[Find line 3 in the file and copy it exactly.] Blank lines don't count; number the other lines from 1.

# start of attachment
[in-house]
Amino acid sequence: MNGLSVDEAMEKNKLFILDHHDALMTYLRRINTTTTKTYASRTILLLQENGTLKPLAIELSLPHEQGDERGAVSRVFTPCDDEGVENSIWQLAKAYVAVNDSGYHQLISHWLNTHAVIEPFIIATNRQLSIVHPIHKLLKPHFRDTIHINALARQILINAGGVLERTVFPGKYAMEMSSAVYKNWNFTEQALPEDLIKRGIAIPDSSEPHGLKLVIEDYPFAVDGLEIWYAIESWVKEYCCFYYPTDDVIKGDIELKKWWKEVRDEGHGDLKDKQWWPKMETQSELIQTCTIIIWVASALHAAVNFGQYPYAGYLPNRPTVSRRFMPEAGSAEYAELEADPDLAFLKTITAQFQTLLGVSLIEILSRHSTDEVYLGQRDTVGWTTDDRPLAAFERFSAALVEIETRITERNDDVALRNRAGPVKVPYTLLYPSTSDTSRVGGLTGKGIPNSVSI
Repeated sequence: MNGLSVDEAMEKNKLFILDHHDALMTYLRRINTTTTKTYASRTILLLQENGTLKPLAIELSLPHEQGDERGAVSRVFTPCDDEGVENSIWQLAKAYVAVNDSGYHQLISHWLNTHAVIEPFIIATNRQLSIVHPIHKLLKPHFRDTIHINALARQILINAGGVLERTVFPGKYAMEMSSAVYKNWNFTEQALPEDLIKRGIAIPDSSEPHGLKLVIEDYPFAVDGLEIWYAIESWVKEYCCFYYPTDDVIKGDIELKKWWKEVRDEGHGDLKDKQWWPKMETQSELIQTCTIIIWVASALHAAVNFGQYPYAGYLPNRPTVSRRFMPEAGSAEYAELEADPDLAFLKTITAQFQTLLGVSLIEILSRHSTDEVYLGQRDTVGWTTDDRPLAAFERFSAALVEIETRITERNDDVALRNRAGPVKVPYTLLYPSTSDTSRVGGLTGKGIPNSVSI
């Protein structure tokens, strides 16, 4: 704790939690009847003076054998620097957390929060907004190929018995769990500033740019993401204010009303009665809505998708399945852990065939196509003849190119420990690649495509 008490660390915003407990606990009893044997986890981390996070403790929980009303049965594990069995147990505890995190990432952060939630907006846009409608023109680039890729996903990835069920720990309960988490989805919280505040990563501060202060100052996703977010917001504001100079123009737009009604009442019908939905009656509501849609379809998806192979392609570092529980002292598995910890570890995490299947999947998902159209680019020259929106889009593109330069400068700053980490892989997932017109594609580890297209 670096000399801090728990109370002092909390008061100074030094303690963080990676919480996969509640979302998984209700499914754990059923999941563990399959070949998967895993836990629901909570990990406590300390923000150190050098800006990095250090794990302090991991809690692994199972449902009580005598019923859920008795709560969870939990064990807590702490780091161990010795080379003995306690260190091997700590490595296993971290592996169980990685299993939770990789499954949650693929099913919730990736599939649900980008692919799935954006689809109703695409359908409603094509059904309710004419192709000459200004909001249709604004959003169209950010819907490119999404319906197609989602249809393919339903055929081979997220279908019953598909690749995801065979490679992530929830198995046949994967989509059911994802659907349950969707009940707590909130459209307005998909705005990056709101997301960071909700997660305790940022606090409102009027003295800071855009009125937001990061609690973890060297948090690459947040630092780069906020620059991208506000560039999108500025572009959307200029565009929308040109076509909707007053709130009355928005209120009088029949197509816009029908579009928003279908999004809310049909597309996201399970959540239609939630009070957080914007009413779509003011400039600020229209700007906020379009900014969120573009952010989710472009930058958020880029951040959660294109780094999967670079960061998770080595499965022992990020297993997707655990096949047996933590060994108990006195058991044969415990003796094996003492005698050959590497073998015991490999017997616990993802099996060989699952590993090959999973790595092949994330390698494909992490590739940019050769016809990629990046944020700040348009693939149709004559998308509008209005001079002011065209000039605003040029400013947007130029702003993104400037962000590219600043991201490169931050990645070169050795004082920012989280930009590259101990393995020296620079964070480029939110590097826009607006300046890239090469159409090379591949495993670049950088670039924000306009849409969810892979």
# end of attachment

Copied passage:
Repeated sequence: MNGLSVDEAMEKNKLFILDHHDALMTYLRRINTTTTKTYASRTILLLQENGTLKPLAIELSLPHEQGDERGAVSRVFTPCDDEGVENSIWQLAKAYVAVNDSGYHQLISHWLNTHAVIEPFIIATNRQLSIVHPIHKLLKPHFRDTIHINALARQILINAGGVLERTVFPGKYAMEMSSAVYKNWNFTEQALPEDLIKRGIAIPDSSEPHGLKLVIEDYPFAVDGLEIWYAIESWVKEYCCFYYPTDDVIKGDIELKKWWKEVRDEGHGDLKDKQWWPKMETQSELIQTCTIIIWVASALHAAVNFGQYPYAGYLPNRPTVSRRFMPEAGSAEYAELEADPDLAFLKTITAQFQTLLGVSLIEILSRHSTDEVYLGQRDTVGWTTDDRPLAAFERFSAALVEIETRITERNDDVALRNRAGPVKVPYTLLYPSTSDTSRVGGLTGKGIPNSVSI